On twitter today -- which, it should be noted, is where I am literally 99 percent of the time nowadays -- I made a crack about Cameron Rupp's vaunted (and poorly predictive) conservatism:
<blockquote class="twitter-tweet"><p>Like Levinas with Heidegger, I have not forgiven Cameron Rupp for his stupid political beliefs.</p>— Trev from TGP (@Hegelbon) <a href="https://twitter.com/Hegelbon/statuses/377520556947423232">September 10, 2013</a></blockquote>
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Now, I've used this joke more times than is at all reasonable, and I admitted as much right afterward. Noted wiseacre Joecatz followed that up with this riposte:
<blockquote class="twitter-tweet"><p><a href="https://twitter.com/Hegelbon">@Hegelbon</a> and it will take most people 999,999,999,999 tweets before they get it.</p>— Catztradamus (@joecatz) <a href="https://twitter.com/joecatz/statuses/377522369071702017">September 10, 2013</a></blockquote>
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So, in the interest of making my hackery a little easier to follow, I want to talk a little bit about Levinas' forgiveness of Martin Heidegger. Levinas was a vaunted ethicist and Jewish thinker who was extremely influential in charting the contemporary intellectual interest in alterity or "the other." A student of Heidegger's, Levinas took the ontic-ontological critique of his teacher and answered the central question of Heidegger's pivotal Being and Time -- namely, and in a too short gloss, "What precedes existence?" -- through an appeal to the ethical imperative. As the preceding link tells us, the most easily reducible form of Levinas' thought is simply "Ethics precedes ontology" -- our ethical relation to the other precedes our very existence.
So why would Levinas reject the other in his own teacher? To answer this, it is important to note that Heidegger, a German living through the rise of Hitler in Germany, did not exactly situate himself in the best relationship to history. Heidegger was elected rector of Freiburg University in 1933, and subsequently became a member of the Nazi party. It gets hazy here, as he renounced his membership in 1934, but remained a member of the Nazi Party until 1945. Certainly we might attribute this to a desire to survive potentially dangerous historical times, but one can imagine how Levinas -- whose family were murdered in Lithuania during the Holocaust, and who had to perform forced labor in France while his wife and daughter were forced into hiding -- might not be terribly sympathetic to such an appeal.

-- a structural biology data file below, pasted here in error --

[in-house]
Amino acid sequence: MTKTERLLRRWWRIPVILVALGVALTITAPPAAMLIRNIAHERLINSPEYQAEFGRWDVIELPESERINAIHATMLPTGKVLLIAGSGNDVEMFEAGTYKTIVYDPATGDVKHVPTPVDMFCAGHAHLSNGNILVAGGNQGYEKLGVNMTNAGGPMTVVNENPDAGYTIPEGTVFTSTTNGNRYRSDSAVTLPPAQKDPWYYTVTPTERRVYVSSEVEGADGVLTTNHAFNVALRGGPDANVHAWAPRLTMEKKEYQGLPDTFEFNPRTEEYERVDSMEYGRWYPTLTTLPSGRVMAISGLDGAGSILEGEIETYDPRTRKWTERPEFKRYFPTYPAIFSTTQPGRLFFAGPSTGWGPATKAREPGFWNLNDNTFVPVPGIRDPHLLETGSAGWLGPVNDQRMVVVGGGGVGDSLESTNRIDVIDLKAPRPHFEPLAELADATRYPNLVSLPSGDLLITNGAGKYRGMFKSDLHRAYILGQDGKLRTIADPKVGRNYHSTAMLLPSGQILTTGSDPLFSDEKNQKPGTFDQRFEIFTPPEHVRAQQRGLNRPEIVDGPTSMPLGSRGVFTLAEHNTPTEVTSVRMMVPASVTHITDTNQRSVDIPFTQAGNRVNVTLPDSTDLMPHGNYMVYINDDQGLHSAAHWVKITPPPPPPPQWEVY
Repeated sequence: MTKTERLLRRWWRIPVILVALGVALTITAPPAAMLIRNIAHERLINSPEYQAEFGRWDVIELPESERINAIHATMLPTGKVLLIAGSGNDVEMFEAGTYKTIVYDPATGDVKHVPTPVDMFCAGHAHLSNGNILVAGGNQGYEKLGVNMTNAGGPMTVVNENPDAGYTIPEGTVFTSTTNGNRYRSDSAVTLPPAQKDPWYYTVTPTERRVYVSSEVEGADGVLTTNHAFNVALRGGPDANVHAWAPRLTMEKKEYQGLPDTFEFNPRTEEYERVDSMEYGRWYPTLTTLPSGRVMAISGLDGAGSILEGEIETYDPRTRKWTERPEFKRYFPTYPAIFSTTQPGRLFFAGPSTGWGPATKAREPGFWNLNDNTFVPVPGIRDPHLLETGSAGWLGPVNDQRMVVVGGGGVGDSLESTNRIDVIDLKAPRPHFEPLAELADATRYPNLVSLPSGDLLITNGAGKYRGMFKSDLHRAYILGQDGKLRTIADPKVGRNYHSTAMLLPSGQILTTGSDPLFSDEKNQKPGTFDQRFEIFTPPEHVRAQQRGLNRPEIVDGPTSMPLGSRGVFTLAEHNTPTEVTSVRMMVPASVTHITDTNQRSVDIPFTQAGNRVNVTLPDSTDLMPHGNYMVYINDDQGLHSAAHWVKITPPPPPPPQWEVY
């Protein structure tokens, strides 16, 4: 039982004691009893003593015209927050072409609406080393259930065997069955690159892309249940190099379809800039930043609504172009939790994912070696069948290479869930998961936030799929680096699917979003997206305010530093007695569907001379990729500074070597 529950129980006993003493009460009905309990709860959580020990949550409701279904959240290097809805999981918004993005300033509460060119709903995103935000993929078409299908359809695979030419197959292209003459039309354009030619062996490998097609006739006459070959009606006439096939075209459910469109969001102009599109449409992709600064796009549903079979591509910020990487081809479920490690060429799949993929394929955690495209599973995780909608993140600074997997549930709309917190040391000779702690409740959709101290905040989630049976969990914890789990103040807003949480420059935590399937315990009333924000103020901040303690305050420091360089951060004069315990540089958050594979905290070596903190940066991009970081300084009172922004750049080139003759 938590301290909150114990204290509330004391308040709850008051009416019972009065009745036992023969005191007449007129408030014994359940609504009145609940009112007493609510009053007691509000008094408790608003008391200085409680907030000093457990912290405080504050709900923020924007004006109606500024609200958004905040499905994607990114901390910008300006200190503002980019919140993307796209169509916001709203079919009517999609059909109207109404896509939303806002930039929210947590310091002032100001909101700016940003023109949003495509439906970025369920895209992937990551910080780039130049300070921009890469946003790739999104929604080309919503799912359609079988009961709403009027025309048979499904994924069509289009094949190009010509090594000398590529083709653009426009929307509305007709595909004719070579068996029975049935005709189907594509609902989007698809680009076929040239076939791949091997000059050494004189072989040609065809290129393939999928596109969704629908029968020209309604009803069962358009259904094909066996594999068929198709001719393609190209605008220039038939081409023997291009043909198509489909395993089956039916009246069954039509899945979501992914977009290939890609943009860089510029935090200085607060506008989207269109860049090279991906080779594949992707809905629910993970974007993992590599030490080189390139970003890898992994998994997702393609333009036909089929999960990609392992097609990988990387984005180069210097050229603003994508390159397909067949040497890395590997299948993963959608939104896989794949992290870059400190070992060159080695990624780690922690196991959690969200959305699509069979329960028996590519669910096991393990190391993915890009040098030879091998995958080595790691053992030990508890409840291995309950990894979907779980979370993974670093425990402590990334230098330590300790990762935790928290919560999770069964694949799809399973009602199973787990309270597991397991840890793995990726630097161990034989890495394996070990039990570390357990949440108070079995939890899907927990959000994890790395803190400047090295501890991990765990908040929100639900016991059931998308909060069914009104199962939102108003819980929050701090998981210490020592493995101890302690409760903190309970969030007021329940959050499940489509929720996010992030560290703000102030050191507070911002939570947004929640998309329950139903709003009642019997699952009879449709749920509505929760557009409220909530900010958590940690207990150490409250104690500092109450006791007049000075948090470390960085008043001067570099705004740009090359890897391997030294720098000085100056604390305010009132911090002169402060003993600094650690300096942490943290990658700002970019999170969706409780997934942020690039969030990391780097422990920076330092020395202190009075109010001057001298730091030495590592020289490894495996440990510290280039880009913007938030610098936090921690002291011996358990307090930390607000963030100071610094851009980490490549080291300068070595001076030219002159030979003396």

In the end, then, the two men ended up with different answers to the same question: How can we describe or quantify what comes first, if our physical plane is not it. Rejecting metaphysical cohesiveness or systematicity (a la Kant or Hegel), as well as unifying spiritual systems (literalist religious readings), both men strove to determine an answer to a powerfully problematic question. And despite Heidegger's remorse vis-a-vis his Naziism, the hyper-individualist and vaguely domineering Dasein (there-being), is radically different than Levinas' appeal to the ethically situated other. Seeing his mentor veer so far off of what he must have felt was the only true answer to the questions of Being and Time -- the answers to the philosophical imperative in general -- must have been deeply demoralizing to Levinas. And so we can sympathize, at least somewhat, when he says, in a consideration of forgiveness in the Talmud, that "One can forgive many Germans...but it is difficult to forgive Heidegger."
The Phillies dropped yet another depressing and boring game to a fairly middling opponent. Indeed, as a number of people pointed out, the Phillies were tied with the Padres for the 11th pick in the 2014 draft coming into tonight. The 10th pick, for which the Phillies now have pole position, is the first protected pick in the draft, and a veritable beacon of hope. But as we have rehashed again and again in the tank/no tank argument, it's not 2014 yet, and these games are still miserable and depressing.
Tyler Cloyd pitched...poorly. Once again, he limited walks and struck out a fair number of batters -- zero walks and four strikeouts over four innings -- but he was painfully hittable, allowing seven runs on